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BMC Public Health. 2009 Jul 20;9:252. doi: 10.1186/1471-2458-9-252.

Does acute maternal stress in pregnancy affect infant health outcomes? Examination of a large cohort of infants born after the terrorist attacks of September 11, 2001.

Author information

1
US Department of Defense Center for Deployment Health Research, Naval Health Research Center, San Diego, CA, USA. sendara@gmail.com

Abstract

BACKGROUND:

Infants in utero during the terrorist attacks of September 11, 2001 may have been negatively affected by maternal stress. Studies to date have produced contradictory results.

METHODS:

Data for this retrospective cohort study were obtained from the Department of Defense Birth and Infant Health Registry and included up to 164,743 infants born to active-duty military families. Infants were considered exposed if they were in utero on September 11, 2001, while the referent group included infants gestating in the same period in the preceding and following year (2000 and 2002). We investigated the association of this acute stress during pregnancy with the infant health outcomes of male:female sex ratio, birth defects, preterm birth, and growth deficiencies in utero and in infancy.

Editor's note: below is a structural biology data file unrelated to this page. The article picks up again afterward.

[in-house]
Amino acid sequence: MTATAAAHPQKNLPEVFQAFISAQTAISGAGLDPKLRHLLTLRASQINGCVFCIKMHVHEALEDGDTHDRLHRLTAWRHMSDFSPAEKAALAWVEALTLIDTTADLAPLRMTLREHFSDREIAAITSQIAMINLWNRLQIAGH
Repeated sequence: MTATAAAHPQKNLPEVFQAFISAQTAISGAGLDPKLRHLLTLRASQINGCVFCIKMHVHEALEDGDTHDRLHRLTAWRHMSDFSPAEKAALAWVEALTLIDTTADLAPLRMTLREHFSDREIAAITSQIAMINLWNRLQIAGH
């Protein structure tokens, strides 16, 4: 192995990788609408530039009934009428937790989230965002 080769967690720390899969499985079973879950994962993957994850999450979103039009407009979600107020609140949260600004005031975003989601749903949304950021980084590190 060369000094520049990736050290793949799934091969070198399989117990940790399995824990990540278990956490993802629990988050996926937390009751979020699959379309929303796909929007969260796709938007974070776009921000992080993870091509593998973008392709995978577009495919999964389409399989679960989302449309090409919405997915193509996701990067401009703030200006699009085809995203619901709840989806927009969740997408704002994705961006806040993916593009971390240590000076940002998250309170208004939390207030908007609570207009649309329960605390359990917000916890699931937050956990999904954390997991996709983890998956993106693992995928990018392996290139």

RESULTS:

No difference in sex ratio was observed between infants in utero in the first trimester of pregnancy on September 11, 2001 and infants in the referent population. Examination of the relationship between first-trimester exposure and birth defects also revealed no significant associations. In adjusted multivariable models, neither preterm birth nor growth deficiencies were significantly associated with the maternal exposure to the stress of September 11 during pregnancy.

CONCLUSION:

The findings from this large population-based study suggest that women who were pregnant during the terrorist attacks of September 11, 2001 had no increased risk of adverse infant health outcomes.

PMID:
19619310
PMCID:
PMC2728717
DOI:
10.1186/1471-2458-9-252
[Indexed for MEDLINE]
Free PMC Article
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